As such, in the case of this specific merchandise, when considering the garments themselves and the information submitted with regard to how this merchandise will be marketed and sold, it is the belief of this office that classification as sleepwear is proper.


The submitted men's cotton knit pants and shorts are properly classified in subheading 6107.91.0030, HTSUSA, which provides for men's or boys' underpants, briefs, nightshirts, pajamas, bathrobes, dressing gowns and similar articles, knitted or crocheted: other: of cotton; sleepwear. The applicable rate of duty is 9.2 percent ad valorem and the quota category is 351.

In accordance with section 625, this ruling will become effective 60 days from its publication in the CUSTOMS BULLETIN. Publication of rulings or decisions pursuant to section 625 does not constitute a change of practice or position in accordance with section 177.10(c)(1), Customs Regulations (19 CFR

The designated textile and apparel category may be subdivided into parts. If so, the visa and quota requirements applicable to the subject merchandise may be affected. Since part categories are the result of international bilateral agreements which are subject to frequent renegotiations and changes, to obtain the most current information available, we suggest that your client check, close to the time of shipment, the Status on Current Import Quotas (Restraint Levels), an internal issuance of the U.S. Customs Service which is updated weekly and is available for inspection at the local Customs office.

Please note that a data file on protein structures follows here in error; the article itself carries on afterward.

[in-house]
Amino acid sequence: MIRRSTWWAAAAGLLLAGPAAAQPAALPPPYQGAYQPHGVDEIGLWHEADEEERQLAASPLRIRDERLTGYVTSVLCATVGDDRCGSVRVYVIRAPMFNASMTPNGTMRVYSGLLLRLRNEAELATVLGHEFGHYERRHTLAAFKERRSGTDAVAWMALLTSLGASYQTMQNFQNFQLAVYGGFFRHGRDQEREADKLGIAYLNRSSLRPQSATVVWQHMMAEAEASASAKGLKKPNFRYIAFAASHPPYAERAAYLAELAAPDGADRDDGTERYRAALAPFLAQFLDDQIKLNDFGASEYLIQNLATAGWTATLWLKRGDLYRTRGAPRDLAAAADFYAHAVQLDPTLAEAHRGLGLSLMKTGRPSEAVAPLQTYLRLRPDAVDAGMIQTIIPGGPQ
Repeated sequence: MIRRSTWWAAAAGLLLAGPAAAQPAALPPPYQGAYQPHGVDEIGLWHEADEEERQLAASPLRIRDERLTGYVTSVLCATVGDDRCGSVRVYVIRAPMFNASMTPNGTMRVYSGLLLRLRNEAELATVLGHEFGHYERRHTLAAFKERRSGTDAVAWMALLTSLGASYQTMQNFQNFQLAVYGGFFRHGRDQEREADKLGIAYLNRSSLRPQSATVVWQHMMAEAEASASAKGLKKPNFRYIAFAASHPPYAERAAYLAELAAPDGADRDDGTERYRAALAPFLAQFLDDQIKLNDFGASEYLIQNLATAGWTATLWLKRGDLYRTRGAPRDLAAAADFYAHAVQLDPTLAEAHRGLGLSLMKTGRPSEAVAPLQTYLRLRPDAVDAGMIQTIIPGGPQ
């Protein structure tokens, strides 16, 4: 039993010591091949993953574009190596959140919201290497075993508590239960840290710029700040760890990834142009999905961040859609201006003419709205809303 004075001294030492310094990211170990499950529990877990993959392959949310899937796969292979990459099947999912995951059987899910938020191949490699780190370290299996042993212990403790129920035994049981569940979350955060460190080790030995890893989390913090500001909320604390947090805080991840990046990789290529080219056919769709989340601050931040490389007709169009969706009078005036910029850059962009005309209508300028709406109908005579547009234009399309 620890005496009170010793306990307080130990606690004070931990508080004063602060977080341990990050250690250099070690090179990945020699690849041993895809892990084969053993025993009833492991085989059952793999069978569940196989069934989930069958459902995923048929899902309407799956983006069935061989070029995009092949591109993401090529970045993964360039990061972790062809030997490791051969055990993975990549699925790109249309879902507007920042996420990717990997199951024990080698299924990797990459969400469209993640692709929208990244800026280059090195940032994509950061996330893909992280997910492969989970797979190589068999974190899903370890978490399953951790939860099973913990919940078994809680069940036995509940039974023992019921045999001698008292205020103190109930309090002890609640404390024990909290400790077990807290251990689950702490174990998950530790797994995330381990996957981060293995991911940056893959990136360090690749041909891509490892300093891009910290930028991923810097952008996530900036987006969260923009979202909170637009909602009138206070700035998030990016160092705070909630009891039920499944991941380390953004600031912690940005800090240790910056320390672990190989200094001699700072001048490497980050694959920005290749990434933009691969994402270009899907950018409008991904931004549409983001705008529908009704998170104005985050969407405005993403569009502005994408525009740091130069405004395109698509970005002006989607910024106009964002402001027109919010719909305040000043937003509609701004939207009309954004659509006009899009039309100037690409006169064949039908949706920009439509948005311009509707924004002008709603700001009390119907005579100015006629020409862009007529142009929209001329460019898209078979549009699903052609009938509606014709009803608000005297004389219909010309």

Due to the changeable nature of the statistical annotation (the ninth and tenth digits of the classification) and the restraint (quota/visa) categories, your client should contact the local Customs office prior to importation of this merchandise to determine the current status of any import restraints or requirements.


John Durant, Director